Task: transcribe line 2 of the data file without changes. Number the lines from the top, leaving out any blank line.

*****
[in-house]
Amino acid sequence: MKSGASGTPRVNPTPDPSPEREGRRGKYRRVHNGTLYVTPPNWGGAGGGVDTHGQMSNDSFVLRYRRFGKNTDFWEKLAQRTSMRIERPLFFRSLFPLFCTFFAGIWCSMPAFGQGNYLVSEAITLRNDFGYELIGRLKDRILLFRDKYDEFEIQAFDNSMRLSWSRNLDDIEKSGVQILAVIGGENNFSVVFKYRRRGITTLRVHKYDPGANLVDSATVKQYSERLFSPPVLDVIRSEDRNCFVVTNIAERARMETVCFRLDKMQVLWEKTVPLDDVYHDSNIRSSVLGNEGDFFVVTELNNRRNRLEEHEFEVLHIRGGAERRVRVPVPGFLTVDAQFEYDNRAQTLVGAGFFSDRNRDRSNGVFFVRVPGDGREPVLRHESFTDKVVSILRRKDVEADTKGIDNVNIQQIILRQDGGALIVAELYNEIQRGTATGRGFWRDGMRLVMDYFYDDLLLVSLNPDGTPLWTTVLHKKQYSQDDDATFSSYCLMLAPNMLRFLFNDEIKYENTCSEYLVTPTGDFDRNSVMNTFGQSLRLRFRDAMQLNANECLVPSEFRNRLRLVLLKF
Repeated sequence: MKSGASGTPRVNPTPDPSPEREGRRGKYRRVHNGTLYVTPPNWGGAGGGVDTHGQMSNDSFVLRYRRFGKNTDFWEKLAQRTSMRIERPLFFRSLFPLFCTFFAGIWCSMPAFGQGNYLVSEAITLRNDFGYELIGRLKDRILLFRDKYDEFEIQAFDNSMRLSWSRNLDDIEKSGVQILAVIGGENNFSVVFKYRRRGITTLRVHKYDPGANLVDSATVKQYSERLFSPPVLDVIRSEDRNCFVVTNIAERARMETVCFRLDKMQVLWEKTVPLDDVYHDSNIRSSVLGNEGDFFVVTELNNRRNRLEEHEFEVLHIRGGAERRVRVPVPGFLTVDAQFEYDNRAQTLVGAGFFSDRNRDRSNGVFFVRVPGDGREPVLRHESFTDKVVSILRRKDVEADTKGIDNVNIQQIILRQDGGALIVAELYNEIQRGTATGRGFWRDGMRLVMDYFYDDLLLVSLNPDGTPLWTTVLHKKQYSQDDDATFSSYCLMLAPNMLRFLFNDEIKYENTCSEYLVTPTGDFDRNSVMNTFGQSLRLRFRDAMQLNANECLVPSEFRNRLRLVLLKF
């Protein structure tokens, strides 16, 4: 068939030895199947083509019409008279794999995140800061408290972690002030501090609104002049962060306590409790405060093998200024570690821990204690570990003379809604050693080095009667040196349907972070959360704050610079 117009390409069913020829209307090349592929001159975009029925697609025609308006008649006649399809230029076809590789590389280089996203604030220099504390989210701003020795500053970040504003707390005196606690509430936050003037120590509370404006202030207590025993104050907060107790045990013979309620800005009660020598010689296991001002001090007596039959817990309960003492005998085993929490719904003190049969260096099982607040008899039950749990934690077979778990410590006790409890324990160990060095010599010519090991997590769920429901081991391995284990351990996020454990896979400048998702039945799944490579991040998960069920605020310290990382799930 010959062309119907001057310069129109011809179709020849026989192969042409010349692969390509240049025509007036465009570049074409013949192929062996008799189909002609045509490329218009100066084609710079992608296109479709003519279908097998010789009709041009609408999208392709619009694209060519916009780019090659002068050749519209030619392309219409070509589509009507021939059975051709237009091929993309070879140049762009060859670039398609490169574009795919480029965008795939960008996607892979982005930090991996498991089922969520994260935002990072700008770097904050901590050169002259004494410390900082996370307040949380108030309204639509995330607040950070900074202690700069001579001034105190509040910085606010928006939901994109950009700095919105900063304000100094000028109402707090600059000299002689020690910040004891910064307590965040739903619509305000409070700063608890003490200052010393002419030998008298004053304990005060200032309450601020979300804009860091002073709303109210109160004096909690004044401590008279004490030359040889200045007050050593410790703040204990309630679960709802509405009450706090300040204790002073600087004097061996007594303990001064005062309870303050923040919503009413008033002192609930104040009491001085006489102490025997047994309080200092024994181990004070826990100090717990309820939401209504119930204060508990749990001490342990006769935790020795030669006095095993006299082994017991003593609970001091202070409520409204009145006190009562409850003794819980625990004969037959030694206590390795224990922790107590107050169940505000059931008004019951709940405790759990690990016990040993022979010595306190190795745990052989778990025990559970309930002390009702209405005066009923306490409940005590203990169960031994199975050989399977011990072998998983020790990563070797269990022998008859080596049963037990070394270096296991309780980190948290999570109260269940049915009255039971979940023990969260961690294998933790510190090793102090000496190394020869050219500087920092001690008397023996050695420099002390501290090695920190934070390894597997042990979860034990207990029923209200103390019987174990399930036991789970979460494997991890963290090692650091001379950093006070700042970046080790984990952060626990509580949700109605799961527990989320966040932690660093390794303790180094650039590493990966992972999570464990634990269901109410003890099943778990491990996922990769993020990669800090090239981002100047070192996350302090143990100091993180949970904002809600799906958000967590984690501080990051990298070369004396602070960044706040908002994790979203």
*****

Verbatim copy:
Amino acid sequence: MKSGASGTPRVNPTPDPSPEREGRRGKYRRVHNGTLYVTPPNWGGAGGGVDTHGQMSNDSFVLRYRRFGKNTDFWEKLAQRTSMRIERPLFFRSLFPLFCTFFAGIWCSMPAFGQGNYLVSEAITLRNDFGYELIGRLKDRILLFRDKYDEFEIQAFDNSMRLSWSRNLDDIEKSGVQILAVIGGENNFSVVFKYRRRGITTLRVHKYDPGANLVDSATVKQYSERLFSPPVLDVIRSEDRNCFVVTNIAERARMETVCFRLDKMQVLWEKTVPLDDVYHDSNIRSSVLGNEGDFFVVTELNNRRNRLEEHEFEVLHIRGGAERRVRVPVPGFLTVDAQFEYDNRAQTLVGAGFFSDRNRDRSNGVFFVRVPGDGREPVLRHESFTDKVVSILRRKDVEADTKGIDNVNIQQIILRQDGGALIVAELYNEIQRGTATGRGFWRDGMRLVMDYFYDDLLLVSLNPDGTPLWTTVLHKKQYSQDDDATFSSYCLMLAPNMLRFLFNDEIKYENTCSEYLVTPTGDFDRNSVMNTFGQSLRLRFRDAMQLNANECLVPSEFRNRLRLVLLKF